Morning Light

Grandma’s ritual was to light a candle daily. She said it kept the spirits away. “There’s good spirits and bad spirits,” she said. “But you don’t know which is which. So you better play safe and keep them all out, or you’ll be in for a nasty shock one day. You’ll run round looking for matches, but won’t find any.  And even if you do, the candles will have disappeared. And if you find the candles, they’ll be damp or rancid. The spirits are quicker than you. If you miss your chance in the morning, that’s it.”

Grandma never missed her chance in the morning. She was up at dawn to light a candle, wherever she was. This was tricky when travelling, as naked flames are forbidden in hotel rooms, but she’d say, “Spirits know if you haven’t lit a candle; hotel managers don’t know if you have.” This proved to be generally true. Except for the time when the hotel manager was alerted by the smoke alarm, and activated his sprinkler system. Grandma claimed that he was an evil spirit who didn’t play by the rules.

Grandpa didn’t like her lighting candles. Firstly he thought it was dangerous. Burning candles were the number one source of house fires in the country. Secondly, he thought it was superstitious. Thirdly – despite secondly – he felt that if you thought about something, you made it more likely to occur. So lighting candles was self-defeating. It was best to not think of spirits at all.

Grandma said, “Now there are five hundred people in the Valley, and two thousand in town. But when we first came here, we were the only ones living out here in the bush. I was a city girl who’d married a country boy. It was a greater wilderness than any I’d imagined. It frightened me. That’s when I began lighting candles. And that’s what my grandma used to do too. She lit hers to honour God. Mine were mainly for hope.”

A country boy works hard to survive. There’s no easy money or taking days off. As well as being a trapper, logger, and miner, Grandpa was also a hunter, carpenter, and farm hand. He did it all. The logging and mining kept him away for weeks at camp; he could be gone for a month or more. These were the most difficult times for Grandma. The candle became a reminder of him. A light to keep him safe. A beacon to guide him home.

The light was Grandma’s daily companion, and she saw its subtle changes. Of course these depended on the type of candle she used – beeswax, paraffin wax, soy wax, tallow, or spermaceti. The flames burned mainly orange, but within that hue were many others. Like a lover of fine wines, Grandma saw their infinite variety. Every flame had something to say.

A good candle was a good candle for Grandma, whatever it was made of – except resins and gels, which were unnatural. If the candle was well-constructed, unscented, and undyed, it burned well. But in truth it was the wick that made the candle. Its capillary action drew melted wax up to the flame to vaporize and combust. And as the candle burned, a good wick curled back into the flames. It was not the fuel, but was itself consumed.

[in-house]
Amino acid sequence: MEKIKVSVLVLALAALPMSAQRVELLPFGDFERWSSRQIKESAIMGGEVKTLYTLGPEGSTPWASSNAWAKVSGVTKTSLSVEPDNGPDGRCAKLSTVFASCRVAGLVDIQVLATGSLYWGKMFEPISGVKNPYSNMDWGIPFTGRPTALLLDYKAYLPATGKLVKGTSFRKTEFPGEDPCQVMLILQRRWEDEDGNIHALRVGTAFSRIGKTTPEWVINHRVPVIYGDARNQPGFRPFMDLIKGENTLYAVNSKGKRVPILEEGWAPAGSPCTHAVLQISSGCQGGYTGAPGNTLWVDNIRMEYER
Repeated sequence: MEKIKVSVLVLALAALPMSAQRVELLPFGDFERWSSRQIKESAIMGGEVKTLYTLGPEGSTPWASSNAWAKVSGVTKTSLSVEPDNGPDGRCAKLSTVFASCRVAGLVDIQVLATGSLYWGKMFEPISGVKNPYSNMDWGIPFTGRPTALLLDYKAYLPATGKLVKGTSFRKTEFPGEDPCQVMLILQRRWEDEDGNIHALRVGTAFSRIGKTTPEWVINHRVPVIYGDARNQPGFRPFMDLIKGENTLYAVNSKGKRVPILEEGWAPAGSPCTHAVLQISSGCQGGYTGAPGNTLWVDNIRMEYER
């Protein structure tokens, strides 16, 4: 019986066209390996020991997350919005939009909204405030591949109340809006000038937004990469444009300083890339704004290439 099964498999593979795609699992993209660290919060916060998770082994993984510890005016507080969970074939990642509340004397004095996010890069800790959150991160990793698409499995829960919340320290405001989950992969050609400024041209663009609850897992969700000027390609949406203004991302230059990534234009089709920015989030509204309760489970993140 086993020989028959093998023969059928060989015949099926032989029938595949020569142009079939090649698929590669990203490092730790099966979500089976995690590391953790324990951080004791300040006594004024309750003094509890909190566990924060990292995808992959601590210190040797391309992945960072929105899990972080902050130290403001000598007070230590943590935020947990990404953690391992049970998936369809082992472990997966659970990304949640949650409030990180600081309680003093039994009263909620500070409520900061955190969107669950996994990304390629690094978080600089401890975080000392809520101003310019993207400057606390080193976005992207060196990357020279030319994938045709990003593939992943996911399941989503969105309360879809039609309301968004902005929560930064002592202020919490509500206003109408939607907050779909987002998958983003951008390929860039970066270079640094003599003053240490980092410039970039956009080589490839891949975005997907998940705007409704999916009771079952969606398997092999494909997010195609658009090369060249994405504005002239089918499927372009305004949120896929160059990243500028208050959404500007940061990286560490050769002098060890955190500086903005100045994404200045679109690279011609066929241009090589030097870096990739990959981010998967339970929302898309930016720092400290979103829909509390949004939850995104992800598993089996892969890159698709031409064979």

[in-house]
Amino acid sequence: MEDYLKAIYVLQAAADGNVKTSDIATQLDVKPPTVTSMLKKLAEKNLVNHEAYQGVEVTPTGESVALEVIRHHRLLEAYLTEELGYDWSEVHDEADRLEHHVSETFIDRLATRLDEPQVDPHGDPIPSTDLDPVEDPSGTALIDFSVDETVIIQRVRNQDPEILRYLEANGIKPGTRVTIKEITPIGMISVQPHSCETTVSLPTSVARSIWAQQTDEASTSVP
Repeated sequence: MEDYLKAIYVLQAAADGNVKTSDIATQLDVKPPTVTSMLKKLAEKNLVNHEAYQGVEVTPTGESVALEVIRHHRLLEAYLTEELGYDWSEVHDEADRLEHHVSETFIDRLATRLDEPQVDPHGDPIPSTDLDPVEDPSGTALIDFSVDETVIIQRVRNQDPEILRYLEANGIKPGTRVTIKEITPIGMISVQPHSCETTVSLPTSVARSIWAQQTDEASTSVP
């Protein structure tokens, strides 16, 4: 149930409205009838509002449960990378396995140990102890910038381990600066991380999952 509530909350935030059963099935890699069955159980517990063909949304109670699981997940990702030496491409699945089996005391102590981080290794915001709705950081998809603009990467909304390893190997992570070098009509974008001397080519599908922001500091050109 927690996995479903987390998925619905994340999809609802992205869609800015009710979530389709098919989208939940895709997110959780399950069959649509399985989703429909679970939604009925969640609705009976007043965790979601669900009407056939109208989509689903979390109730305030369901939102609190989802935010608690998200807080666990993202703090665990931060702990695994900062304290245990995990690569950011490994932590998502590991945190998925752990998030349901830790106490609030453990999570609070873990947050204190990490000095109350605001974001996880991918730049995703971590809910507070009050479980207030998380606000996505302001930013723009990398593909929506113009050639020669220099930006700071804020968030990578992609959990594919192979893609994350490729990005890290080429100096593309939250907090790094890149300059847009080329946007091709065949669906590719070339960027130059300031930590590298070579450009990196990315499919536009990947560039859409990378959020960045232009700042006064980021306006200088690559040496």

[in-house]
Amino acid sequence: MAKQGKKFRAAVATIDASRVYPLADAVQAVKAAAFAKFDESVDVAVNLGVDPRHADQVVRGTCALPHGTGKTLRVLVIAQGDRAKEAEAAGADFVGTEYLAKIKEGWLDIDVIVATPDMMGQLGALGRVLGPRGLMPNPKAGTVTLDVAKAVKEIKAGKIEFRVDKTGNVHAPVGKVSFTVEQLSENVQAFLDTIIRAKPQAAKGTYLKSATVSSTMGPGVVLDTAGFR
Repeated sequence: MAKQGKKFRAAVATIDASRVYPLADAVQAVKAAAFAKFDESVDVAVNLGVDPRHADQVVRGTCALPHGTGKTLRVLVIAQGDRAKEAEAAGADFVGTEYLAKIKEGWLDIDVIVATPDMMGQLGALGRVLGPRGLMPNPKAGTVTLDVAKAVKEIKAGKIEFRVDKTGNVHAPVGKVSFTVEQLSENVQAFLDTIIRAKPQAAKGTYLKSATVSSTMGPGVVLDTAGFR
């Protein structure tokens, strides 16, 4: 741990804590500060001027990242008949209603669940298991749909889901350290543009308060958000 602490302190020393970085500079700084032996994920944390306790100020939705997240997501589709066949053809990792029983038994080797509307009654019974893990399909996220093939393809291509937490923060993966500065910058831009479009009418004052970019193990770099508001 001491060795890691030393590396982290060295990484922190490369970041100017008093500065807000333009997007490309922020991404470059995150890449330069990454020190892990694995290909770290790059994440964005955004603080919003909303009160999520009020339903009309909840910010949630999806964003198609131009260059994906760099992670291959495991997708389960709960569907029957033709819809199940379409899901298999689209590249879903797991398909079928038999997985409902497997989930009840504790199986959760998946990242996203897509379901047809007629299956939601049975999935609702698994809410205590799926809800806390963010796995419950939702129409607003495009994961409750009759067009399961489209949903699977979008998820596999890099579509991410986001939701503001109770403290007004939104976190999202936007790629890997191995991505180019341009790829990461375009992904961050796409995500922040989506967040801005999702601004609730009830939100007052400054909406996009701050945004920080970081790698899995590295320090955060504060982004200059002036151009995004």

Grandma noticed that similar candles burned differently. It had less to do with the candle than the day. She saw that all candles burned violet on birthdays, and green near Christmas; they burnt red at Easter, and blue on anniversaries; they burned yellow on happy days, and darkly on days of sadness. When they finally got television, she saw that good news led to pink flames, and bad news to grey. The flame was still orange, but its hidden colour was revealed to her. She didn’t tell anybody about it. It was her secret knowledge, and she didn’t want people to think she had cabin fever.

As soon as she lit a candle in the morning, usually with an Agni match – made by East Indians in the City – she knew what kind of day it would be, and was able to prepare herself for it physically and mentally. If it was indigo, she would pin back her shoulders, shove her chest out, hold up her head, and push against the assaults lined up for her. If it was lemon, she looked forward to a day with her feet up.

One winter morning the candle wouldn’t light at all. She tried many times with her Agni matches. This had never happened before. She changed the beeswax candle to a paraffin one, then a tallow one, then a soy wax one, even her Grandma’s antique Spermaceti. But none of them took. Grandma went upstairs and put on a black dress. Maybe today was not a day to keep spirits away with candles. There was a soul far away that needed to come home.


2 Responses to “Morning Light”

  1. You can really see things in fire. It is an ancient art called Pyromancy. Burn baby!

  2. Love this one!

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